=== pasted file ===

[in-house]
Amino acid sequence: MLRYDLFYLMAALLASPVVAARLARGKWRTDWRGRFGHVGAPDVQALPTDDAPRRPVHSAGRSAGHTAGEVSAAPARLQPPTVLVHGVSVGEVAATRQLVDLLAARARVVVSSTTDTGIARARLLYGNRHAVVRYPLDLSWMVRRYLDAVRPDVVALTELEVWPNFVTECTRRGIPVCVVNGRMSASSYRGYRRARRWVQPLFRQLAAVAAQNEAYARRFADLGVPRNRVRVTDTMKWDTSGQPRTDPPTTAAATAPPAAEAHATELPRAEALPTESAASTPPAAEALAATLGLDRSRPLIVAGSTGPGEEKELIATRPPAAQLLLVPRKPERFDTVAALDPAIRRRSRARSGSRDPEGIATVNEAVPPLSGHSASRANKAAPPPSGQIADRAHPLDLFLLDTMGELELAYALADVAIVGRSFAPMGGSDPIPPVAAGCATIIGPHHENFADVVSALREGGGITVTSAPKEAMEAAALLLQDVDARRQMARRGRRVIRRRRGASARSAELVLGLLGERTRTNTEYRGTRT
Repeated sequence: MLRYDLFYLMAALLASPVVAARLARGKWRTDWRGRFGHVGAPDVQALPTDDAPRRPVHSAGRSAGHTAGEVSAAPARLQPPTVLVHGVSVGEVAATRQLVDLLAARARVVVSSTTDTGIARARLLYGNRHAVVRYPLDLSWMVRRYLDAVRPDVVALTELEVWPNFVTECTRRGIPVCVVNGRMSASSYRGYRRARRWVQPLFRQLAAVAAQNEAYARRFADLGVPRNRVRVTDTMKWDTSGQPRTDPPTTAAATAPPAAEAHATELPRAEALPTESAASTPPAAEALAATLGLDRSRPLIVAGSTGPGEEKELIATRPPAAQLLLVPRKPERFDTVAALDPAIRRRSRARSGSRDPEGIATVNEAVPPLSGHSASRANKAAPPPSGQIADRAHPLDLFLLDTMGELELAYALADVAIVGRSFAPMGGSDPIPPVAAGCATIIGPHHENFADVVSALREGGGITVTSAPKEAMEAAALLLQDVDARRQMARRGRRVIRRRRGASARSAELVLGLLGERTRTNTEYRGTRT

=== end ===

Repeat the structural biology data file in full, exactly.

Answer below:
[in-house]
Amino acid sequence: MLRYDLFYLMAALLASPVVAARLARGKWRTDWRGRFGHVGAPDVQALPTDDAPRRPVHSAGRSAGHTAGEVSAAPARLQPPTVLVHGVSVGEVAATRQLVDLLAARARVVVSSTTDTGIARARLLYGNRHAVVRYPLDLSWMVRRYLDAVRPDVVALTELEVWPNFVTECTRRGIPVCVVNGRMSASSYRGYRRARRWVQPLFRQLAAVAAQNEAYARRFADLGVPRNRVRVTDTMKWDTSGQPRTDPPTTAAATAPPAAEAHATELPRAEALPTESAASTPPAAEALAATLGLDRSRPLIVAGSTGPGEEKELIATRPPAAQLLLVPRKPERFDTVAALDPAIRRRSRARSGSRDPEGIATVNEAVPPLSGHSASRANKAAPPPSGQIADRAHPLDLFLLDTMGELELAYALADVAIVGRSFAPMGGSDPIPPVAAGCATIIGPHHENFADVVSALREGGGITVTSAPKEAMEAAALLLQDVDARRQMARRGRRVIRRRRGASARSAELVLGLLGERTRTNTEYRGTRT
Repeated sequence: MLRYDLFYLMAALLASPVVAARLARGKWRTDWRGRFGHVGAPDVQALPTDDAPRRPVHSAGRSAGHTAGEVSAAPARLQPPTVLVHGVSVGEVAATRQLVDLLAARARVVVSSTTDTGIARARLLYGNRHAVVRYPLDLSWMVRRYLDAVRPDVVALTELEVWPNFVTECTRRGIPVCVVNGRMSASSYRGYRRARRWVQPLFRQLAAVAAQNEAYARRFADLGVPRNRVRVTDTMKWDTSGQPRTDPPTTAAATAPPAAEAHATELPRAEALPTESAASTPPAAEALAATLGLDRSRPLIVAGSTGPGEEKELIATRPPAAQLLLVPRKPERFDTVAALDPAIRRRSRARSGSRDPEGIATVNEAVPPLSGHSASRANKAAPPPSGQIADRAHPLDLFLLDTMGELELAYALADVAIVGRSFAPMGGSDPIPPVAAGCATIIGPHHENFADVVSALREGGGITVTSAPKEAMEAAALLLQDVDARRQMARRGRRVIRRRRGASARSAELVLGLLGERTRTNTEYRGTRT